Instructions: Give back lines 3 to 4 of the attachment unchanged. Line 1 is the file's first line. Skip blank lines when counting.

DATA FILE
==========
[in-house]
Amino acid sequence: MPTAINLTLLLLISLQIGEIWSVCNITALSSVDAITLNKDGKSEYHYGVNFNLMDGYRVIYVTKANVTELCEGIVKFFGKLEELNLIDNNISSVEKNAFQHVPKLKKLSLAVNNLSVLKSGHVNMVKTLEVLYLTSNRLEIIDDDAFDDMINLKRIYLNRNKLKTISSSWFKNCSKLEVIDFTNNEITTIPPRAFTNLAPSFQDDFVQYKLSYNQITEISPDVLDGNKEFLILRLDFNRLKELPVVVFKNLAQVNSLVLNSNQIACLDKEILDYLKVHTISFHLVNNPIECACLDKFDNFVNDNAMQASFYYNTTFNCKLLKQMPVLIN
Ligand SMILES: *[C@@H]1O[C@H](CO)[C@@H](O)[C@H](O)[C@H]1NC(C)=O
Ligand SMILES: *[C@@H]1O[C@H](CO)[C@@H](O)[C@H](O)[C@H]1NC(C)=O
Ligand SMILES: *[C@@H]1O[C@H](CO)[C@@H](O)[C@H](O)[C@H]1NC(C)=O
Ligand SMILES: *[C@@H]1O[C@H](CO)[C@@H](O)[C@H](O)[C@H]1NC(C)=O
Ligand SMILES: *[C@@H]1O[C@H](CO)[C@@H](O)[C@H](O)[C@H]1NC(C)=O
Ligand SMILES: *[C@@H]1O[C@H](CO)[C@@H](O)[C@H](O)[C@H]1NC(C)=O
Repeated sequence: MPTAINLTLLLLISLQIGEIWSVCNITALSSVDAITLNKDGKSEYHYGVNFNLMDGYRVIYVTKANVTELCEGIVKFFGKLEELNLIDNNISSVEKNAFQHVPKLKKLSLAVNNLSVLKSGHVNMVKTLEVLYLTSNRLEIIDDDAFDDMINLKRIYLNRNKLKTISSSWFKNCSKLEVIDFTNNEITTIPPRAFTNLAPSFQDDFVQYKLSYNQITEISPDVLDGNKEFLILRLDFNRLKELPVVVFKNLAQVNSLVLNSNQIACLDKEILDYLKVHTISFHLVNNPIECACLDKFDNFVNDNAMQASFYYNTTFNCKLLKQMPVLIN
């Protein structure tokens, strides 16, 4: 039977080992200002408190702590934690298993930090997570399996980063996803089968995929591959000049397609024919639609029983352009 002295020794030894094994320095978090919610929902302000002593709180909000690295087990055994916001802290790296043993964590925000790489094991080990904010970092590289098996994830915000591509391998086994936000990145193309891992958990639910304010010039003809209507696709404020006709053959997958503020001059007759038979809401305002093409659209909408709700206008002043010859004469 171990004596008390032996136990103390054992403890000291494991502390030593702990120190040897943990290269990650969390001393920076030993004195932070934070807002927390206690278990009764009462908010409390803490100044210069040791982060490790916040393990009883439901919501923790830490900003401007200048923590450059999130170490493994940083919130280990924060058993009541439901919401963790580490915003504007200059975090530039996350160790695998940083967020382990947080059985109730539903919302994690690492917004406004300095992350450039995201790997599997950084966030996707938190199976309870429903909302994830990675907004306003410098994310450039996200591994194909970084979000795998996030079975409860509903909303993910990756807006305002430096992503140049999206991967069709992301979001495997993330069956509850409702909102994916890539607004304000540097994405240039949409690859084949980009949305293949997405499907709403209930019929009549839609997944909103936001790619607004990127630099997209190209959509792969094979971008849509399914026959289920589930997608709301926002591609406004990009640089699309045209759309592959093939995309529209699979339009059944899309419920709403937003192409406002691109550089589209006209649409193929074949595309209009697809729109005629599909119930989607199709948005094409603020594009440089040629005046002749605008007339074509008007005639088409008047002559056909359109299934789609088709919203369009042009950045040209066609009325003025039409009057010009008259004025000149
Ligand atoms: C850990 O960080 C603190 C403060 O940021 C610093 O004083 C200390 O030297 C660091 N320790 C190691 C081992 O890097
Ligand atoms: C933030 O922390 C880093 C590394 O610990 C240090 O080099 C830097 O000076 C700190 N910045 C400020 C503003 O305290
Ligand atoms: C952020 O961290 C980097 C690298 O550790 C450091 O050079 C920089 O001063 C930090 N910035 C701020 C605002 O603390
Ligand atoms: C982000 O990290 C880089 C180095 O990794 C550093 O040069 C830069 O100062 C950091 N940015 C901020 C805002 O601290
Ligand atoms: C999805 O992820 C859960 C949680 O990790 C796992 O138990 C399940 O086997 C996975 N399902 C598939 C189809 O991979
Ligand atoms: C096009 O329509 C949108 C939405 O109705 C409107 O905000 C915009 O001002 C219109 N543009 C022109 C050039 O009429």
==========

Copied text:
Ligand SMILES: *[C@@H]1O[C@H](CO)[C@@H](O)[C@H](O)[C@H]1NC(C)=O
Ligand SMILES: *[C@@H]1O[C@H](CO)[C@@H](O)[C@H](O)[C@H]1NC(C)=O